How ‘Eternals’ Brought Sex to the Marvel Cinematic Universe: ‘It’s Very Tasteful’

·3-min read

SPOILER WARNING: This story discusses details of a single scene in Marvel Studios’ “Eternals,” which opens in theaters on Friday.

“Eternals” marks several milestones for Marvel Studios. It’s the first title in the MCU to be directed by an Oscar winner and a woman of color, Chloé Zhao. It’s the first feature film for the studio with title superheroes who are South Asian (Kumail Nanjiani’s Kingo), Latina (Salma Hayek’s Ajak), deaf (Lauren Ridloff’s Makkari) and LGBTQ (Brian Tyree Henry’s Phastos). It’s the first to feature a same-sex kiss, between Phastos and his husband, Ben (Haaz Sleiman).

More from Variety

And it’s the first Marvel Studios movie to feature two characters having sex on screen.

When the latter was pointed out to Zhao in an interview in late October, the director broke into a wide grin. “We win!” she said.

While “Eternals” is an ensemble film, its story is built around a central couple: Sersi (Gemma Chan) and Ikaris (Richard Madden), two ageless superheroes who fall in love over 3,000 years ago during the Babylonian Empire — and then consummate that love on screen in a sun-dappled rocky landscape.

Zhao told Variety that the scene was “in the treatment” for “Eternals” that she read before she came on board to direct the movie.

“You can’t tell a mature love story if you’re not gonna do some kind of…” she said, trailing off. “It’s lovely to see two people show physical affection for each other — a kiss, make love.”

Zhao filmed the scene between Chan and Madden on location, at the end of the day of production.

“Gemma and Richard, they did such a great job [with] the last bit of light we have,” Zhao said. “It’s very tasteful. You can feel the genuine love they have for each other.”

Sex in studio feature filmmaking has become rare, in general, over the past 20 years, with PG and PG-13 ratings dominating as storytelling skews to four-quadrant friendly franchises. Given the general appeal to kids — and a media storm caused by sexually suggestive scenes between Batman (Michael Keaton) and Catwoman (Michelle Pfeiffer) in 1992’s “Batman Returns” — sex has been especially verboten in superhero cinema, sequestered to the territory of suggestion and off-camera shenanigans. In the MCU, there’s been an (unseen) one-night stand between Tony and journalist Christine Everhart (Leslie Bibb) in 2008’s “Iron Man”; a scene set at an interstellar brothel in 2017’s “Guardians of the Galaxy Vol. 2”; and some sitcom-y, under-the-sheets whoopee on the 2021 Disney Plus series “WandaVision.” Most MCU couples either remain, at most, PG — Steve Rogers and Peggy Carter, T’Challa and Nakia — or have an outright fear of sexuality written into their character arcs to keep them apart, like Bruce Banner and Natasha Romanoff.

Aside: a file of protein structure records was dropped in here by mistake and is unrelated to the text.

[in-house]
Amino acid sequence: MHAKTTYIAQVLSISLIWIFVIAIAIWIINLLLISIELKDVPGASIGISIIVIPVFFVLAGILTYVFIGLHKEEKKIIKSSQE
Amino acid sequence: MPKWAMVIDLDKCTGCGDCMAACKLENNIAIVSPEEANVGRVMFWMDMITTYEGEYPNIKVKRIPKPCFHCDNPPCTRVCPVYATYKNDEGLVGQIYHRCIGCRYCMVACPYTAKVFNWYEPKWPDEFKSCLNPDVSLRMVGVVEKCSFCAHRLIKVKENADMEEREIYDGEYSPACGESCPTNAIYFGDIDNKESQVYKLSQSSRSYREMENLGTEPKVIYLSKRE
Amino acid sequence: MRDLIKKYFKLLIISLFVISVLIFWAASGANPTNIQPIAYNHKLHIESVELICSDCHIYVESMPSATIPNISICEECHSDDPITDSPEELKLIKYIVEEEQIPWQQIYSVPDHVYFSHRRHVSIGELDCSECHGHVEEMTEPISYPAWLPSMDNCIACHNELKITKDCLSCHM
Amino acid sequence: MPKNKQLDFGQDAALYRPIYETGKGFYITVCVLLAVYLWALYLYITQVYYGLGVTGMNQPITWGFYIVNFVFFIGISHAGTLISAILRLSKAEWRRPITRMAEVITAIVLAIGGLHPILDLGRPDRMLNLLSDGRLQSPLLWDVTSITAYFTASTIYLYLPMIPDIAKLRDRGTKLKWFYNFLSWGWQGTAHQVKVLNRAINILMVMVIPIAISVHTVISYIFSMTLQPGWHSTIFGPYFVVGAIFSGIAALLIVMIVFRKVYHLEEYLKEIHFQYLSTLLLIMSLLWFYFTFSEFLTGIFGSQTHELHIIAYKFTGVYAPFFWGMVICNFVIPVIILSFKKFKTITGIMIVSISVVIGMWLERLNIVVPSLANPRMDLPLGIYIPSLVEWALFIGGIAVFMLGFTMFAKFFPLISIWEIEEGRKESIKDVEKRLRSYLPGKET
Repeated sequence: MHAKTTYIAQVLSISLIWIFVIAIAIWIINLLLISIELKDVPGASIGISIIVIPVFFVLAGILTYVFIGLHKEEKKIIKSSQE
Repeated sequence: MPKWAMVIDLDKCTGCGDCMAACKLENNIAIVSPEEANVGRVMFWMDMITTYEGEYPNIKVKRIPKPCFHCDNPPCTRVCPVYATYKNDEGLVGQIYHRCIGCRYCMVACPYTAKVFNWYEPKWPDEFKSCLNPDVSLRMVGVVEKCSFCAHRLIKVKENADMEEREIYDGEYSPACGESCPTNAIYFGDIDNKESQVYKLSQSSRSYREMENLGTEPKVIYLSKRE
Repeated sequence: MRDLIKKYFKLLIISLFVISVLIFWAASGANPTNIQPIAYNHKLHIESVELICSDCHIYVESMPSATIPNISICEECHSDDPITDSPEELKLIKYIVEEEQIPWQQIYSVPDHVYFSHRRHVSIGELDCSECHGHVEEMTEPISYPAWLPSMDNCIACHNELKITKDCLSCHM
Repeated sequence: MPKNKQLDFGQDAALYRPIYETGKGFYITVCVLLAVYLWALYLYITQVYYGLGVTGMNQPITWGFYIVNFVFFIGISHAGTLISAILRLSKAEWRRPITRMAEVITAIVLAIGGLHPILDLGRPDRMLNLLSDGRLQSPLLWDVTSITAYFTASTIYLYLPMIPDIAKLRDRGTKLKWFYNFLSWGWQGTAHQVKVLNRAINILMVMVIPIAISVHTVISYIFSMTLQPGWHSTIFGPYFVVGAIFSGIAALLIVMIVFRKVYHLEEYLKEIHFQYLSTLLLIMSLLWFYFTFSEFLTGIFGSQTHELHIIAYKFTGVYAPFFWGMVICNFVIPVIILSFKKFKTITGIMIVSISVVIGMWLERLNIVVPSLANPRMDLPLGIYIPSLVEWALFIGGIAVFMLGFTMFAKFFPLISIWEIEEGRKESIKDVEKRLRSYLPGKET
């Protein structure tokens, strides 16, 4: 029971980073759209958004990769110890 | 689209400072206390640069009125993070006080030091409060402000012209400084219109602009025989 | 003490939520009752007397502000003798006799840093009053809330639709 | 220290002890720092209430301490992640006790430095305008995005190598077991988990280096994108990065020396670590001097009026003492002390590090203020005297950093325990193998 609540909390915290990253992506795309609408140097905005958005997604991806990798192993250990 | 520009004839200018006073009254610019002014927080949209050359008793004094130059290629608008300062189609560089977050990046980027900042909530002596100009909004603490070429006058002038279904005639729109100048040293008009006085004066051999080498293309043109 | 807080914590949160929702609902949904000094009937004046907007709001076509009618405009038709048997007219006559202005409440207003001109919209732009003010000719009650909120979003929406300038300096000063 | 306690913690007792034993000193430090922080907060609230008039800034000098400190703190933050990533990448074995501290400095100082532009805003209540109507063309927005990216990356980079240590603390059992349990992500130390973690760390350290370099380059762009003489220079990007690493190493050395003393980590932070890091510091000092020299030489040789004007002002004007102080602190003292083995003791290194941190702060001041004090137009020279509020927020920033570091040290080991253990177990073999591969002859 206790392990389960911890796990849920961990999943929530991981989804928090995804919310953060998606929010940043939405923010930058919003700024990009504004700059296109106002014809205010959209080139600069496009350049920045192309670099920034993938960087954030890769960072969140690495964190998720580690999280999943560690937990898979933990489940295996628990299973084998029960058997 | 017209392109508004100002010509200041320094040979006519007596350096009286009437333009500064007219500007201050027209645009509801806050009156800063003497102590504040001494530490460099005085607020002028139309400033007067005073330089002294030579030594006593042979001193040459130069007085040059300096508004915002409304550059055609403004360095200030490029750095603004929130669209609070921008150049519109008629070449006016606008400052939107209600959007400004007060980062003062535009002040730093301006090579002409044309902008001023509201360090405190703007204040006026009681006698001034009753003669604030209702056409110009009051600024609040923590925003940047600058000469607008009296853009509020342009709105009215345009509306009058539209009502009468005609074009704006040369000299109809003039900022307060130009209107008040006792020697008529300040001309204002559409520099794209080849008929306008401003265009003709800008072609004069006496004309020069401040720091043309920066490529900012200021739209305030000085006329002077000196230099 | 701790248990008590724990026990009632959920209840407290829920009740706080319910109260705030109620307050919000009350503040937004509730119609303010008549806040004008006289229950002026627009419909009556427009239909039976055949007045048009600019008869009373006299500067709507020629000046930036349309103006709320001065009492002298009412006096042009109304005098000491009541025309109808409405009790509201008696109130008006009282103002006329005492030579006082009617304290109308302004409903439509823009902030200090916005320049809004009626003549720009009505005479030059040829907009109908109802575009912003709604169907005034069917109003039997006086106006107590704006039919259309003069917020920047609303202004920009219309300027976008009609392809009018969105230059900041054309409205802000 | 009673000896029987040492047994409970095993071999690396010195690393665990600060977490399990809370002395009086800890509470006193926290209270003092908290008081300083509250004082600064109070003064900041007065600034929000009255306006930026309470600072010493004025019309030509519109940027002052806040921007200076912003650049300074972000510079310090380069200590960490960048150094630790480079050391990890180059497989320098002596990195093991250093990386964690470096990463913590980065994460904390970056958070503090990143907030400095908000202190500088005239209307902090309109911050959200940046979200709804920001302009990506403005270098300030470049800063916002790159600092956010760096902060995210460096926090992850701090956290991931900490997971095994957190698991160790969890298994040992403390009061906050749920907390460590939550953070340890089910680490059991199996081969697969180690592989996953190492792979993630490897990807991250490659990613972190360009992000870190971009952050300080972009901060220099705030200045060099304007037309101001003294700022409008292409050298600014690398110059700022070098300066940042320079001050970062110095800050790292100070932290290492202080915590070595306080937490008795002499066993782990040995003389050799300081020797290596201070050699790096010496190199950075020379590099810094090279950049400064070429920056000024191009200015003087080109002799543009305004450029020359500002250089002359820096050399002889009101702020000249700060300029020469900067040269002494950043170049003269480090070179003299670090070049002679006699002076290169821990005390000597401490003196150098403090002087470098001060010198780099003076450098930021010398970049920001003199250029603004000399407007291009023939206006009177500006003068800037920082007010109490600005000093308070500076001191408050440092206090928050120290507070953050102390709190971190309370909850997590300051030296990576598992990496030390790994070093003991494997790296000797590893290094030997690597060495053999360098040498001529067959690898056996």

And that’s pretty much it. Aside from the pegging scene in 2016’s “Deadpool,” even the recent wave of R-rated superhero movies have earned their rating from graphic violence, coarse language and occasional nudity, rather than scenes of sex.

Marvel Studios is, of course, owned by Disney, which has fiercely protected its multibillion-dollar family-friendly brand for decades. And yet Zhao says she got zero pushback from the studio about the sex scene between Sersi and Ikaris in “Eternals.”

“When we put it together, we showed people at Disney, and they really loved it,” she said. “It was beautiful. And there was no discussion of taking it out.”

With superheroes continuing to dominate mass culture for the foreseeable future, it’s unclear whether the sex scene in “Eternals” is the exception to the genre’s vow of chastity, or a harbinger of a more liberated approach to sexuality on screen. One possible hint at what’s to come: In 2022, Marvel will release the fourth “Thor” movie with this eyebrow-raising subtitle: “Love and Thunder.”

Best of Variety

Sign up for Variety’s Newsletter. For the latest news, follow us on Facebook, Twitter, and Instagram.

Our goal is to create a safe and engaging place for users to connect over interests and passions. In order to improve our community experience, we are temporarily suspending article commenting